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Public Safety

911 center operators share lessons learned from the pandemic

Hundreds of 911 experts are in San Diego this week to learn about new technology and find solutions to the issues they’re facing during this pandemic. KPBS reporter Kitty Alvarado says COVID has left many dispatch centers understaffed and overworked.

Hundreds of dispatch center leaders from across the nation are meeting in San Diego for the annual conference of The National Emergency Number Association, or NENA. And the pandemic is at the forefront.

"There’s never been anything like this in our lifetime," said April Heinze, the 9-1-1 Operations Director with NENA. She says during this pandemic, being there is becoming more and more difficult for our first, first responders. "Overwhelmingly the average 911 center, staffing-wise, is down about 30 percent … all the way to very large 911 centers in urban areas that were [in a] more than 50 percent staffing crisis."

Heinze said because of this new normal, virtual technology is on the cusp of becoming mainstream to help more dispatchers to work from home. But it’s not as simple as it sounds, "Because there are certain things in the 911 center that you can’t really recreate in a virtual environment … you have to have great cyber security good broadband connectivity for those virtual environments to work," she said.

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Kitty Alvarado
9-1-1 industry leaders attend an educational session on new technology for dispatch centers at the NENA conference in San Diego.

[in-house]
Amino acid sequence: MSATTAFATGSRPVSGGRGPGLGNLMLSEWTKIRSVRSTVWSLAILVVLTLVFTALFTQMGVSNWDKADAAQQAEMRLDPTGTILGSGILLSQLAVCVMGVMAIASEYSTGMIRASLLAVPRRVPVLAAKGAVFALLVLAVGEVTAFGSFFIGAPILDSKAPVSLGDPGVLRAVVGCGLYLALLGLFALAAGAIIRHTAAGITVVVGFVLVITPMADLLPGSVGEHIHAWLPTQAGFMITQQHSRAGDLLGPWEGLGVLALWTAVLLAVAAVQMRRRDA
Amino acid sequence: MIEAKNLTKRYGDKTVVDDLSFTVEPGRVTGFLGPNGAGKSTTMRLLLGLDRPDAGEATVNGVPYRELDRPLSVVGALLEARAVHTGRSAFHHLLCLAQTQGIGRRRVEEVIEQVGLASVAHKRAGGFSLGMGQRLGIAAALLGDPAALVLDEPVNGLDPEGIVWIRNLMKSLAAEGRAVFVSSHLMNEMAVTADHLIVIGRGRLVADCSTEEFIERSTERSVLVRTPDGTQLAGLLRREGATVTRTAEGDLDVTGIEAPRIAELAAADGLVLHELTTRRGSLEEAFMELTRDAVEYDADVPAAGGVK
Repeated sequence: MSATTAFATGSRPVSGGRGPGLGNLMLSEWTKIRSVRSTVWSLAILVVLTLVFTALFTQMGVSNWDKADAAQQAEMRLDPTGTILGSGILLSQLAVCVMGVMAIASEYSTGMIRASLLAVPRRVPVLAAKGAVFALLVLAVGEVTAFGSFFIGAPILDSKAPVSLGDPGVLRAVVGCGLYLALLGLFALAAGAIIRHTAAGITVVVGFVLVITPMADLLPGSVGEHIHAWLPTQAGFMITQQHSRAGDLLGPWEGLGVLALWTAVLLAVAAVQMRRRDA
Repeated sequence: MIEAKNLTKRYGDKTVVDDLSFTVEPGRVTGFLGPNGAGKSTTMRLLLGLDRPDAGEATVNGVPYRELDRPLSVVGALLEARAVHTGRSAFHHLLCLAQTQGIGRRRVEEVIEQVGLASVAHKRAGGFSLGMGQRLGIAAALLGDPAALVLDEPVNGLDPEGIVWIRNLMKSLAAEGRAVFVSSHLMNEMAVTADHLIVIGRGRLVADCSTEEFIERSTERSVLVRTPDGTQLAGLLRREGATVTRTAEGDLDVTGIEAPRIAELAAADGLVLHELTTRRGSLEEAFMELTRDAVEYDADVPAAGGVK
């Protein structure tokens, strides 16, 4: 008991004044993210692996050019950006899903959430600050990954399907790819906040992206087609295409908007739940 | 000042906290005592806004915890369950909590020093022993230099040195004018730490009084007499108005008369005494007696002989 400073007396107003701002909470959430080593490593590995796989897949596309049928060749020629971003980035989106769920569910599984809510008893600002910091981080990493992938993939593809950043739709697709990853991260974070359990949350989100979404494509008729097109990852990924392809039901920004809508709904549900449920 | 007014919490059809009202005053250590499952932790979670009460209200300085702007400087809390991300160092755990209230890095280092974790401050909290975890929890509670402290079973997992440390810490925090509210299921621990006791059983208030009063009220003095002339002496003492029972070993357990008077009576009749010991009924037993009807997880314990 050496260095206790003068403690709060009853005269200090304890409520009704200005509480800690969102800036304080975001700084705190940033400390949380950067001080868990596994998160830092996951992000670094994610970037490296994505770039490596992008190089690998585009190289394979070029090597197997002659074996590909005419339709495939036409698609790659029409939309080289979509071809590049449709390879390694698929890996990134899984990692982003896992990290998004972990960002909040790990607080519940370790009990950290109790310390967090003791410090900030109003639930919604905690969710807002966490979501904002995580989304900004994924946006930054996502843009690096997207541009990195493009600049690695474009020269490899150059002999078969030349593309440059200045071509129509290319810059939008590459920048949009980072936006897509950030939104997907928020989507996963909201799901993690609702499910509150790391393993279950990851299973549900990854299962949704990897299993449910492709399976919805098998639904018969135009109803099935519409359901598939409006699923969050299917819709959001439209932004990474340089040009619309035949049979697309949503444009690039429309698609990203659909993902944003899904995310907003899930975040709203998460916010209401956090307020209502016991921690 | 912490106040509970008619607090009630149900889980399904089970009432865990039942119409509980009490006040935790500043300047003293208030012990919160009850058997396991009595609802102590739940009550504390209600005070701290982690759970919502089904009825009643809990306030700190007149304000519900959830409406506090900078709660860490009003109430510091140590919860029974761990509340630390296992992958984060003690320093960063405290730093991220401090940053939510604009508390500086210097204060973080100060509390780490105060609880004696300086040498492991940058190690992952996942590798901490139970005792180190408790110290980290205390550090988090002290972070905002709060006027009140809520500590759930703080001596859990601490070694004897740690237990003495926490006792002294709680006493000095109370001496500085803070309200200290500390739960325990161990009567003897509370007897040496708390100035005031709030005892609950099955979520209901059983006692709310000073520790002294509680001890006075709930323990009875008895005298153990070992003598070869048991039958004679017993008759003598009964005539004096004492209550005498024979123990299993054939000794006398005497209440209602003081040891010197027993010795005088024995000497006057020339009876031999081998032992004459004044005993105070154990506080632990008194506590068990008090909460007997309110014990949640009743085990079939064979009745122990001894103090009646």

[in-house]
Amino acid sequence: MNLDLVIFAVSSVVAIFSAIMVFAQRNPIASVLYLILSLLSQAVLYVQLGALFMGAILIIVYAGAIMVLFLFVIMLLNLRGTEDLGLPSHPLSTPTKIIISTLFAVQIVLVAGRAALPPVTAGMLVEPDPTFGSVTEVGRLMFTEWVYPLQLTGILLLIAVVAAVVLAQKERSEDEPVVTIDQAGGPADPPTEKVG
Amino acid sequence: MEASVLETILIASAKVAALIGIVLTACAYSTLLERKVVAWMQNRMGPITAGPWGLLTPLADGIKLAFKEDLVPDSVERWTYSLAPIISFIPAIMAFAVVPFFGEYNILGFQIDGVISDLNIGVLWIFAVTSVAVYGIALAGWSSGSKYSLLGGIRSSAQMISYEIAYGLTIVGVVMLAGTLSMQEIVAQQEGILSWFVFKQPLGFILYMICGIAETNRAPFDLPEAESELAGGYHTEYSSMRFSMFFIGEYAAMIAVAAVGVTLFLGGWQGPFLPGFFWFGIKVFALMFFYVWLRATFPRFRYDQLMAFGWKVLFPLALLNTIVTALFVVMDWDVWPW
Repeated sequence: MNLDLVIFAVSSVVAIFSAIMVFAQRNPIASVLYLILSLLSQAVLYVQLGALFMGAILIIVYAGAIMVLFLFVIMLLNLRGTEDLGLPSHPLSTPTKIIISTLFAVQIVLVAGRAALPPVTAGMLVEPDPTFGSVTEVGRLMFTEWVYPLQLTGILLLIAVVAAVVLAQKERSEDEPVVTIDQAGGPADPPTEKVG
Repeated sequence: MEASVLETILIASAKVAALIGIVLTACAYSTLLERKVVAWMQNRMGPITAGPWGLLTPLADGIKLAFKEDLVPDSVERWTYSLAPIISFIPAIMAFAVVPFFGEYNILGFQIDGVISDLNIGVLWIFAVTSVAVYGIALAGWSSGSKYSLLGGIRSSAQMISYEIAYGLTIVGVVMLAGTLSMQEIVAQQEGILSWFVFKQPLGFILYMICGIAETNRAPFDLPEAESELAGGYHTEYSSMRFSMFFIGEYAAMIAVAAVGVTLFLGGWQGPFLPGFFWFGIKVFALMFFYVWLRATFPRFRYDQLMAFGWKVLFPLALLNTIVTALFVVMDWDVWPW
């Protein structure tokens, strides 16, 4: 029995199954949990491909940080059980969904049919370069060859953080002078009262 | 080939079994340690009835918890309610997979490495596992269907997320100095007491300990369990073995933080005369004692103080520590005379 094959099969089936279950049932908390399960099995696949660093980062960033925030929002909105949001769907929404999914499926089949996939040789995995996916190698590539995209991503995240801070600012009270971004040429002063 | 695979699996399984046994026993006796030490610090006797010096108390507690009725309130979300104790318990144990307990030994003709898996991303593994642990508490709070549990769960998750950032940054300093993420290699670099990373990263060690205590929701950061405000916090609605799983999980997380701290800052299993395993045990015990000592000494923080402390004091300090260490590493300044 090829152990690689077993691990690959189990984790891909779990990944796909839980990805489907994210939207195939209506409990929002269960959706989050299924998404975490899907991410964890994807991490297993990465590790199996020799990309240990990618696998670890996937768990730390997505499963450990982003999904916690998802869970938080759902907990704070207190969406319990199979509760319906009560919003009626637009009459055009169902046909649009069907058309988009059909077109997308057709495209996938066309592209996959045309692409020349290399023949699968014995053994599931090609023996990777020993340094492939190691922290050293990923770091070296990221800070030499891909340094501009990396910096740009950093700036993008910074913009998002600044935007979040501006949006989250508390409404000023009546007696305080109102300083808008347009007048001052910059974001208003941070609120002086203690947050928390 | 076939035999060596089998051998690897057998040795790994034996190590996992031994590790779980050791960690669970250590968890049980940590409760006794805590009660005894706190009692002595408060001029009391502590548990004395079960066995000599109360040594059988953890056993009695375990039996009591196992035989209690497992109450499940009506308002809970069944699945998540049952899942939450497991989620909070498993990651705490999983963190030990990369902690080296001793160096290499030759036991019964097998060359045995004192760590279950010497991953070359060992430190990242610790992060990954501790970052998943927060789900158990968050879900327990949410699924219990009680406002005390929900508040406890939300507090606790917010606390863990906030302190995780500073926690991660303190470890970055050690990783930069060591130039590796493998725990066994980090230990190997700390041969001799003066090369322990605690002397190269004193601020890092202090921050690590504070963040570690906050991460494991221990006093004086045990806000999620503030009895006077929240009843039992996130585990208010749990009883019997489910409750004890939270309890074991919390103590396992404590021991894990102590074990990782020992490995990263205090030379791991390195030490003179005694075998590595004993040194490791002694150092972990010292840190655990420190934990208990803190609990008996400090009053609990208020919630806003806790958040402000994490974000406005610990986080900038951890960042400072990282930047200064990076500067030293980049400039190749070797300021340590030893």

Lori Brown, a dispatch supervisor with the Indio Police Department, said everything from apps to cars now communicate with 911, so attending conferences like this one is critical to keep dispatch centers on the forefront of new technology. "We are no longer in the days where your 911 call is connected to a telephone central station and then delivered to via a phone line to the dispatcher," she said.

Her department provides safety and emergency operations for one of the most famous music events in the world, The Coachella Valley Music and Arts Festival. They are already planning more efficient ways for 250,000 music fans to access 911 in the future.

"We’ll be able to draw a geographical boundary around the concerts and say all 911 calls that happen within this geographical area we want to ring to our command post at the concert as opposed to going back to the center," said Brown.

Heinze said while this pandemic has been challenging, it’s also been a time of incredible learning and innovation for the industry that will benefit their industry for generations.

"We will be so much better prepared if for some reason something like this happens again."